However, a top-up payment made by an independent third-party trustee, under the terms of a supplementary unemployment benefit plan, is not considered remuneration for EHT purposes.
Despite vows of perpetual poverty, members of religious orders are considered to receive payments or allowances from a source that is an office or employment. Therefore, although their income may be deducted in special circumstances under subsection 110(2) of the federal ITA, the remuneration paid to them is subject to EHT.
Amounts paid to employees as an allowance for personal or living expenses or for most other purpose, are taxable benefits and are subject to EHT.
These do not include allowances paid to cover:
A flat rate car allowance (whether paid monthly, quarterly, annually, or on any other basis) is a taxable benefit included as remuneration subject to EHT. A reimbursement based on a reasonable amount per kilometre is not considered a taxable benefit and is not subject to EHT.
Clergy who are provided with free accommodation, or are paid an allowance for accommodation, are required to include the value of the benefit, or the amount of the allowance, as income for income tax purposes. Therefore, although a deduction may be allowed to the recipient under section 8 of the federal ITA, these amounts are subject to EHT.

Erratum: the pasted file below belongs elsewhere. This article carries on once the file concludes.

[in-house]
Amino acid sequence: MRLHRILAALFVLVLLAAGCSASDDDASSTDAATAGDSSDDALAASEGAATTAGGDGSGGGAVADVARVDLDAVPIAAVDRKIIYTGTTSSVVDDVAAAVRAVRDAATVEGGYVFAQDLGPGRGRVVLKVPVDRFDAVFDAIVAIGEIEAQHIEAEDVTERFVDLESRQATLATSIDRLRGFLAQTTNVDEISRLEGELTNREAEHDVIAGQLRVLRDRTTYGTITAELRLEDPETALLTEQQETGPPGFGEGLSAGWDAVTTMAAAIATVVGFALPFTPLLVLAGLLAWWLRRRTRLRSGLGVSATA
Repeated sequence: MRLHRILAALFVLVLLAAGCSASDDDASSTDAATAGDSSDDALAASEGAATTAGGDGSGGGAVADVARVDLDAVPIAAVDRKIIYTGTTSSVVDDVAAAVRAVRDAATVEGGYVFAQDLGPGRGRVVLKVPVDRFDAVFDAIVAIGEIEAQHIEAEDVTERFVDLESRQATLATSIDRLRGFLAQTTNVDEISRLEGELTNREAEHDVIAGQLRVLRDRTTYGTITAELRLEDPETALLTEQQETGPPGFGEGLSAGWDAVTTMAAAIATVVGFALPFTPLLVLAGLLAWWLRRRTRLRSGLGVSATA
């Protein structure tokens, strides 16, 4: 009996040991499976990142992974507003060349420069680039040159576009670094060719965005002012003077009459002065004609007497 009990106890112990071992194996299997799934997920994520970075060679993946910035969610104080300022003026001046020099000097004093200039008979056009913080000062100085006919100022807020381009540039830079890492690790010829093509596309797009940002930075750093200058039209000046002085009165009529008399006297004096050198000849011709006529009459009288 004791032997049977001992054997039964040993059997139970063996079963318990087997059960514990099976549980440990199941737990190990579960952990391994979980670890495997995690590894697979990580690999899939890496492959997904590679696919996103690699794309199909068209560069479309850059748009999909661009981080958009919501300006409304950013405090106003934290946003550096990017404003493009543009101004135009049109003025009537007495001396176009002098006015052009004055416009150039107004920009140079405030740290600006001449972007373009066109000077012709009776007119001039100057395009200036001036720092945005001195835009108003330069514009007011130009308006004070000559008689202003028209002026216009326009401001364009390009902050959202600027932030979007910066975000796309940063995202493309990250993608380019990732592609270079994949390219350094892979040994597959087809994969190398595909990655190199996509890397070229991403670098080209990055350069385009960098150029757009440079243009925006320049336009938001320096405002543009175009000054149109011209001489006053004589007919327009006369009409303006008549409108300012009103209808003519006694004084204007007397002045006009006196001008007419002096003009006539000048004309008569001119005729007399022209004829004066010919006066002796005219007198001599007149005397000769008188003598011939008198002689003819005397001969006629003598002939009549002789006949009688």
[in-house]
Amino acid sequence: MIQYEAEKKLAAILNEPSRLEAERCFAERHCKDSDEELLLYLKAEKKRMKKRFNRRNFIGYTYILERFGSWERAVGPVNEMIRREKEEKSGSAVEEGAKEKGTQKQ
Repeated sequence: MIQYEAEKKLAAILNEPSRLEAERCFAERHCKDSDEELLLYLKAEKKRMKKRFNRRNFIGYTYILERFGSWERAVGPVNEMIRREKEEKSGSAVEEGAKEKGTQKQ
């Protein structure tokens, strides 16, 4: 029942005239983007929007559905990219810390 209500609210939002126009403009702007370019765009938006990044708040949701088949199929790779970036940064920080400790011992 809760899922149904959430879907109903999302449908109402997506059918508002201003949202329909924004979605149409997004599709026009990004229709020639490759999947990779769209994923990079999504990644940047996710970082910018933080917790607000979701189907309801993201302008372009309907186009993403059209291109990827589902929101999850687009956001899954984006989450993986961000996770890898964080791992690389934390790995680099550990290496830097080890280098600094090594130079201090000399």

The value of free or subsidized board and lodging provided to an employee is a taxable benefit subject to EHT unless provided at a special work site or remote location.
In general, a gift to an employee (in cash or in kind) is a taxable benefit and is subject to EHT.
However, under the administrative policy issued by the Canada Revenue Agency (CRA), employers are able to give employees:
These non-taxable gifts and/or awards are not subject to EHT.
This policy on tax-free gifts and awards does not apply to cash or near-cash gifts and awards such as gift certificates. The value of such gifts and awards is considered a taxable employment benefit and is subject to EHT.
For 2010 and subsequent taxation years, the CRA has made certain changes to its administrative policy on non-cash gifts and non-cash awards. The most significant change is that the employers are able to give each employee an unlimited number of non-cash gifts and non-cash awards per year on a tax-free basis provided that the total cost does not exceed $500.
A loan is a payment made to an employee that has terms and conditions for repayment, and is not paid in lieu of services performed/to be performed. The principal amount of the loan to employees is not subject to EHT. However, any interest benefit arising as the difference between the amount of the interest that the employee would have paid on the loan for the year at the CRA's prescribed rates and the amount of interest that he/she actually paid on the loan in the year, is a taxable benefit and is subject to EHT.